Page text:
Rivalries in baseball have existed as long as the game itself. You don’t need to look too far back to find examples of rivalries between players, teams, and even owners. My favorite involves legendary NY Giants manager John McGraw. Before becoming a manager, petty baseball rivalries McGraw was a hard-running hitter for the Baltimore Orioles. During a game in May 1894, McGraw slid into the Boston Beaneaters’ third baseman. McGraw’s slide touched off a fight between the two. The brawl intensified so much that by the next morning the ballpark, and 114 houses in the surrounding neighborhood had burned to the ground. Long story short, fans became so excited they didn’t pay attention to their dropped lit cigars. These rivalries are what make baseball so great. But today’s petty baseball rivalries are hurting the game because they’re based on personal insults instead of fierce competition.

Where Are the Genuine Rivalries?

Baseball rivalries aren’t what they used to be. The Brooklyn Dodgers had one with the New York Yankees, who beat them all but once in the World Series. Brooklyn had one with another National League team, the New York Giants. Bobby Thomson’s “Shot Heard ‘Round the World” set a standard for game-winning home runs. Johnny Podres’ brilliant performance in Game 7 of the 1955 World Series won Brooklyn its only title. The rivalry between the Red Sox and Yankees needs no introduction. These fierce battles made the game fun to watch. But now they’ve turned into anger over flipped bats, unintentional slides, and other ridiculous incidents that exemplify pettiness instead of honest competition.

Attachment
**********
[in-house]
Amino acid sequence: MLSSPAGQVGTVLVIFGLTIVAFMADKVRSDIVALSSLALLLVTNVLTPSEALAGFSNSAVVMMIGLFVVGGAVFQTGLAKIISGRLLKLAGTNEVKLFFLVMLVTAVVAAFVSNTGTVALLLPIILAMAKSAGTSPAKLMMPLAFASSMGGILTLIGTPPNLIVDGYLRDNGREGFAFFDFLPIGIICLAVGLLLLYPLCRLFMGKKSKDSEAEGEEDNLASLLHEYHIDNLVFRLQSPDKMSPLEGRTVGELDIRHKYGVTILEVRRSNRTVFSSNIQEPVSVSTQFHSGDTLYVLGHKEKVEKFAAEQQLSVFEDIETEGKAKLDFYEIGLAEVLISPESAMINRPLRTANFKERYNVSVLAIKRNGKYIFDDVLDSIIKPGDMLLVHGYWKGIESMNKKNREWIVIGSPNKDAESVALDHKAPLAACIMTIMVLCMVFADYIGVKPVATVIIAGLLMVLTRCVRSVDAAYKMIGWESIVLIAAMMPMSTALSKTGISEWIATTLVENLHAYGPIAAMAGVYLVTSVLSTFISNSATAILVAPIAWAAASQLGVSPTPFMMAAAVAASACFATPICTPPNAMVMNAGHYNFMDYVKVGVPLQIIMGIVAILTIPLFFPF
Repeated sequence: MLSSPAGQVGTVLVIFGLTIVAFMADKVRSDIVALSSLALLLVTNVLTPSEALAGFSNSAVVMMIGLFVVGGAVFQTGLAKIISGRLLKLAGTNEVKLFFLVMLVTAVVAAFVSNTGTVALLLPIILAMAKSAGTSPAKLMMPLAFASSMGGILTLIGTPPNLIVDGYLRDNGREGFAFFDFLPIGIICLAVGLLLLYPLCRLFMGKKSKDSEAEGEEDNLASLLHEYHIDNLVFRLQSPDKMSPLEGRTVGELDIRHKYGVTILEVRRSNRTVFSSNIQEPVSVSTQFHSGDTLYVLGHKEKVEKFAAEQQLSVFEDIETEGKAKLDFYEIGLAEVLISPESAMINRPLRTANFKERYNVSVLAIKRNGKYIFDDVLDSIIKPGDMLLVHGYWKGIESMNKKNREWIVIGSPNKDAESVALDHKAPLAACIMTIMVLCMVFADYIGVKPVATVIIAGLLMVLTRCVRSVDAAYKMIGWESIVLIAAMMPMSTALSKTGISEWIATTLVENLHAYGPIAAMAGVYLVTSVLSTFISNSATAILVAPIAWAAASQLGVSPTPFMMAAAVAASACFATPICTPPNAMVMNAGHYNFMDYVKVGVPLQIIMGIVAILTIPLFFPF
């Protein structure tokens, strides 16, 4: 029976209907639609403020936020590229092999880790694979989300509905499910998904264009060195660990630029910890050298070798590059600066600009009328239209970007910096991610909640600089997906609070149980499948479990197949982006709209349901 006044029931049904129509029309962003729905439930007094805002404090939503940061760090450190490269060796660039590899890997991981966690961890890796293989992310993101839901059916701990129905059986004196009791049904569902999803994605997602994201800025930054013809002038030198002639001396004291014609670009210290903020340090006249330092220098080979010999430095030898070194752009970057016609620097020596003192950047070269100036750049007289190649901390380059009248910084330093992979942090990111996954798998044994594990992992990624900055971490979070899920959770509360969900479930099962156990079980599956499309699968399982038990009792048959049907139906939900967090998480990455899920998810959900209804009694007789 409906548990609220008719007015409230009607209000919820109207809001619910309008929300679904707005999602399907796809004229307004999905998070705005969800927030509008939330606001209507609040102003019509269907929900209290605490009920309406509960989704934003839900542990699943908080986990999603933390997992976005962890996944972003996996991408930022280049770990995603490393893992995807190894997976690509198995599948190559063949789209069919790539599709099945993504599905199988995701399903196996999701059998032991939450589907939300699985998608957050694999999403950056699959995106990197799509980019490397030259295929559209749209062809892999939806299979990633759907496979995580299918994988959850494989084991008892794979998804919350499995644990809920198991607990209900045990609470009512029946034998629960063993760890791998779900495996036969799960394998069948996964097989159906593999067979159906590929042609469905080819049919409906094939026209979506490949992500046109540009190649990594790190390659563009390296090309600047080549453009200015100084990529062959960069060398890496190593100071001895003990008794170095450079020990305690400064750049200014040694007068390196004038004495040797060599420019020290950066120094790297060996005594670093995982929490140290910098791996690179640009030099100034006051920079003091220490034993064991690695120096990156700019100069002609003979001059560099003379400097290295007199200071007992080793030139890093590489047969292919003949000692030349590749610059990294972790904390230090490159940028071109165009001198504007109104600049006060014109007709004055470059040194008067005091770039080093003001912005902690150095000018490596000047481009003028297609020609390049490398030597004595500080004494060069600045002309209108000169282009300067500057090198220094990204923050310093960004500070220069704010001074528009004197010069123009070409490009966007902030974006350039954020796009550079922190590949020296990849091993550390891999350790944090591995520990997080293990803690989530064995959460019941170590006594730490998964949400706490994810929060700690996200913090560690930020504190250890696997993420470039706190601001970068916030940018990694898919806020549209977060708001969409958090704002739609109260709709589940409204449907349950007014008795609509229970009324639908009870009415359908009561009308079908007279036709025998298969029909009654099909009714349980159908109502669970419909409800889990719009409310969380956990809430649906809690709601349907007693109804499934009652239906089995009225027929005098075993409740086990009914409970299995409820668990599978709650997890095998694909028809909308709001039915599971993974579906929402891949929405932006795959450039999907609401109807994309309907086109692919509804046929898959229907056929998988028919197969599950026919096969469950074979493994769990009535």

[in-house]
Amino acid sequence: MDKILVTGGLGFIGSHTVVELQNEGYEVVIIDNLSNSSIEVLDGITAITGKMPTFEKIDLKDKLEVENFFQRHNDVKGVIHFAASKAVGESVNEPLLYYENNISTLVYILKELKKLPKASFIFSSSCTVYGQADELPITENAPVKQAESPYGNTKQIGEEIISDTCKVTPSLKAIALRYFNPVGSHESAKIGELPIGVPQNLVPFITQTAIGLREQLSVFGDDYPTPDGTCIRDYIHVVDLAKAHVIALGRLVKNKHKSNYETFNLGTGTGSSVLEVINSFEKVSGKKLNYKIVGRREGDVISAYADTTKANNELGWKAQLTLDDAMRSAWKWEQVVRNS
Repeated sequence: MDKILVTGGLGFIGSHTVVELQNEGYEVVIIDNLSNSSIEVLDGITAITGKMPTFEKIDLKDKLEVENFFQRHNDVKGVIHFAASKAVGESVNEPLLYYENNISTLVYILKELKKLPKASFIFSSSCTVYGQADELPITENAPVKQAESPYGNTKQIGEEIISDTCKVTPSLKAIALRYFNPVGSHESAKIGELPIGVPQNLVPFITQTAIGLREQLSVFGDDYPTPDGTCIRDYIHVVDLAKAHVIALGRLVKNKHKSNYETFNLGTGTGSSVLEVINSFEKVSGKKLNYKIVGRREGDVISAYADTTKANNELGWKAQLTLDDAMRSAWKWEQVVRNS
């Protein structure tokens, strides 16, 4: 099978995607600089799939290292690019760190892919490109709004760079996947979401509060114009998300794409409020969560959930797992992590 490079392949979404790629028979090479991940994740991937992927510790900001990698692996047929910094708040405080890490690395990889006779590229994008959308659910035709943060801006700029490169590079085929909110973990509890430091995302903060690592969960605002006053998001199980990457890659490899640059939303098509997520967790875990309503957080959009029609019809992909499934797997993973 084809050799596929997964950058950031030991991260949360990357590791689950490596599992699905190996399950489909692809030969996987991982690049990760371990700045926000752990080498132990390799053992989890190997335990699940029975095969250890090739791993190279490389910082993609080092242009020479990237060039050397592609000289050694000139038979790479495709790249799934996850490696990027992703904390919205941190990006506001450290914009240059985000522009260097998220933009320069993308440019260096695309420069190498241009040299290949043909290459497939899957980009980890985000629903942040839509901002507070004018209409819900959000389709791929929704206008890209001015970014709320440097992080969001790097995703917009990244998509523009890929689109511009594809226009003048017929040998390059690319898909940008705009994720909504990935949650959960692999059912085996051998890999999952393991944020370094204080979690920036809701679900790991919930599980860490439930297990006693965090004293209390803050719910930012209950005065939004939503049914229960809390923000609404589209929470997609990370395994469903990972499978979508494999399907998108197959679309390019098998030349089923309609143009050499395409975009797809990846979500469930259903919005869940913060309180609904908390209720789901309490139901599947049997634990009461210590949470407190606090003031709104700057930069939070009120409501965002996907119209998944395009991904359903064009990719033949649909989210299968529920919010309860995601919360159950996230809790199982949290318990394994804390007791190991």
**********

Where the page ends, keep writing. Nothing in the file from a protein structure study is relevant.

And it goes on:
The rivalry between Carlton Fisk and Thurmond Munson is the stuff of legends. It all started during a 1973 game that would decide who’d move into first place. In the 9th, Munson broke for home on a suicide squeeze and crashed into Fisk. Munson tried to keep Fisk down so Felipe Alou could advance. Fisk overpowered Munson before both teams cleared the benches. When you look at the details of this brawl you don’t see anger over a flipped bat or a slide. You see two teams so destined to win at any cost that they revert to creative methods to overpower one another. It was their skill and strategy that made the rivalry so legendary. They reflect a tremendous amount of skill that goes towards its execution. Like The Roman Empire, greatness wasn’t built in a day. Petty baseball rivalries, however, are created in a short time.

Today’s Petty Baseball Rivalries Are Born Out of Bruised Egos

Last month the Orioles’ Manny Machado slide into second and spiked Red Sox second baseman Dustin Pedrioa. Footage of the play clearly shows that it wasn’t intentional, but that didn’t stop the Red Sox from retaliating. The Red Sox Matt Barnes threw at Macho’s head a few days later that led to his ejection. This petty baseball rivalry intensified two weeks later when Baltimore came to Boston. In a series marked by racial taunts, fights over nothing continued that distracted both teams from playing as well as they could have. The players on each team weren’t trying to win the game to secure first place. They were understandably coming to one another’s defense like teammates should, but it was still petty and childish. It wasn’t about winning to them, it was about being macho.

Impulsivity doesn’t involve planning. There’s no real strategy to it. Anyone can throw at a batter’s head and say it’s all about rivalry. But those who think the current rivalry between Boston and Baltimore is a real one should read up on their baseball history.